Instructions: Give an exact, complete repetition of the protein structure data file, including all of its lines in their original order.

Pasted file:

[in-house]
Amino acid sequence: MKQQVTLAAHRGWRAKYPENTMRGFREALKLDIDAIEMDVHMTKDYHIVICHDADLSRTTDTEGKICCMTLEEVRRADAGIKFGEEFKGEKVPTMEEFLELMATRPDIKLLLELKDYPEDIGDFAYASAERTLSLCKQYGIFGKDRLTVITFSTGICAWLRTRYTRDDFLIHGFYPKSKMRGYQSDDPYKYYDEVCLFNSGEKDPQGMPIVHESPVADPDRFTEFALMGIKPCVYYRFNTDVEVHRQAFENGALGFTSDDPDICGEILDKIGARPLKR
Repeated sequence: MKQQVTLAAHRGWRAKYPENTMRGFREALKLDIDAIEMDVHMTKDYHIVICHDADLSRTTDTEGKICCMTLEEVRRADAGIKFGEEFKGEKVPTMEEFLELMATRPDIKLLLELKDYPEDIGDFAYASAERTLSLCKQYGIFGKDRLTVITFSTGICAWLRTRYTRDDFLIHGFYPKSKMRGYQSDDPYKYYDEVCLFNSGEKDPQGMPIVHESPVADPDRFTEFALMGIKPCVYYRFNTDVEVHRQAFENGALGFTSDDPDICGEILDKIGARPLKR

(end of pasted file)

[in-house]
Amino acid sequence: MKQQVTLAAHRGWRAKYPENTMRGFREALKLDIDAIEMDVHMTKDYHIVICHDADLSRTTDTEGKICCMTLEEVRRADAGIKFGEEFKGEKVPTMEEFLELMATRPDIKLLLELKDYPEDIGDFAYASAERTLSLCKQYGIFGKDRLTVITFSTGICAWLRTRYTRDDFLIHGFYPKSKMRGYQSDDPYKYYDEVCLFNSGEKDPQGMPIVHESPVADPDRFTEFALMGIKPCVYYRFNTDVEVHRQAFENGALGFTSDDPDICGEILDKIGARPLKR
Repeated sequence: MKQQVTLAAHRGWRAKYPENTMRGFREALKLDIDAIEMDVHMTKDYHIVICHDADLSRTTDTEGKICCMTLEEVRRADAGIKFGEEFKGEKVPTMEEFLELMATRPDIKLLLELKDYPEDIGDFAYASAERTLSLCKQYGIFGKDRLTVITFSTGICAWLRTRYTRDDFLIHGFYPKSKMRGYQSDDPYKYYDEVCLFNSGEKDPQGMPIVHESPVADPDRFTEFALMGIKPCVYYRFNTDVEVHRQAFENGALGFTSDDPDICGEILDKIGARPLKR